Karaoke and beer mugs

Seoul, a major supplier for Solid Stone Fabrics, offers some of the comforts of home

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Print this page by Joan Tupponce

Luke Harris, vice president of manufacturing for Solid Stone Fabrics Inc. in Martinsville, knows exactly what to sing when he’s called on stage for karaoke in Seoul,  South Korea. “My signature track is Stevie Wonder’s ‘Sir Duke,’” he says. “If you have a problem standing up in front of people, Seoul is not the place for you. Korean men love karaoke as much as American men love football.”

Harris travels to Seoul visiting mills and factories regularly for the company, which sells specialty stretch fabrics. They are used in a variety of clothing, including costumes, dancewear, swimwear and lingerie. “In my career, I have traveled to Seoul more than 100 times,” he says.

South Korea and Italy serve as the company’s major fabric suppliers. Manufacturing is done here as well, along with a location in China.  Fifteen percent of Solid Stone’s sales are international; 85 percent are domestic. “We sell to Germany, Italy, England, France and Hong Kong — countries around the world,” says Harris. “We’ve sold a mix of products globally from the start.”

A world traveler, Harris has learned the cultural dos and don’ts in South Korea. “For example, you never write in red pen because it’s bad luck, and you always bear gifts when you meet someone,” he says.

He suggests that anyone doing business in Asia “do whatever you can do to bring yourself up to speed with the cultural etiquette. Things that are accepted here are not accepted in Asia.” For example, you always beckon a person with your palm down. “You never point at anyone,” Harris says. “Also, don’t refuse any food no matter what it is. Just eat it. You will need an iron stomach.”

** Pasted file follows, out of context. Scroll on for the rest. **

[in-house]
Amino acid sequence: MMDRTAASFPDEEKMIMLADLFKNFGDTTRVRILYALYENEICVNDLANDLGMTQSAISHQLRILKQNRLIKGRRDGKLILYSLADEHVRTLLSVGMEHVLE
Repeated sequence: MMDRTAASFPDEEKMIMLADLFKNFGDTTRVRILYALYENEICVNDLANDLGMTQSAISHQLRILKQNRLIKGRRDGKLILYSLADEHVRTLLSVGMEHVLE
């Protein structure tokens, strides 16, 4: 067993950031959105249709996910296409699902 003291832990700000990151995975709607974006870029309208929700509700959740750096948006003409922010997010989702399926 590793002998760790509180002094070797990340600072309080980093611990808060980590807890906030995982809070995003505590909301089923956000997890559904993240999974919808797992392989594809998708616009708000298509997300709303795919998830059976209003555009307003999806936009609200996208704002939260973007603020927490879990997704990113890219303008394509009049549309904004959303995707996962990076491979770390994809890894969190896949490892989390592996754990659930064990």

Another piece of advice: Never leave your chopsticks standing straight up in a bowl of rice. “That is very disrespectful,” Harris says. “It’s a bad luck sign. Also, never point your chopsticks at anybody.”

He’s also found that South Koreans play golf almost as much as they sing karaoke. “They are a golf-crazy nation, fanatical,” Harris says. “If you have a good game, you will go far.”

Because it is the capital of South Korea, Seoul is a world-class city filled with culture, history and modern-day skyscrapers. One of the newest shopping malls, Times Square, holds the Guinness World Record for having the world’s largest cinema screen. Look for upscale shopping in Myeongdong, which is not far from the city’s oldest continuous market, Namdaemun Market. You’ll also find more than 100 museums and a variety of parks in the city, including Seoul Olympic Park, home to the 1988 Summer Olympics. 

The city’s economy
As the capital of South Korea with a population of more than 10 million, Seoul has seen its economy shift from agriculture to manufacturing to services. Industries include electronics, steel and shipbuilding. The city produces a variety of items, including semiconductors, automobiles and wireless telecom devices. South Korea, which ranks third in the world for its semiconductor industry, also exports items such as mobile phones, memory chips, computers and monitors. Companies headquartered in Seoul include The Korea Exchange Bank, Korean Airlines, Asiana Airlines, Kia Motors and cosmetic company Amore Pacific.

Where to stay
Harris suggests the trendy W Hotel on the slope of Mount Acha overlooking the Han River, the JW Marriott in the heart of the business and entertainment district or the downtown Westin Chosun hotel where you’ll find South Korea’s “best Irish bar, O’Kims,” says Harris.  Frequent customers even get their own beer mug. Harris’ No. 26 mug hangs on the wall — a welcome piece of familiarity when he’s far away from home.

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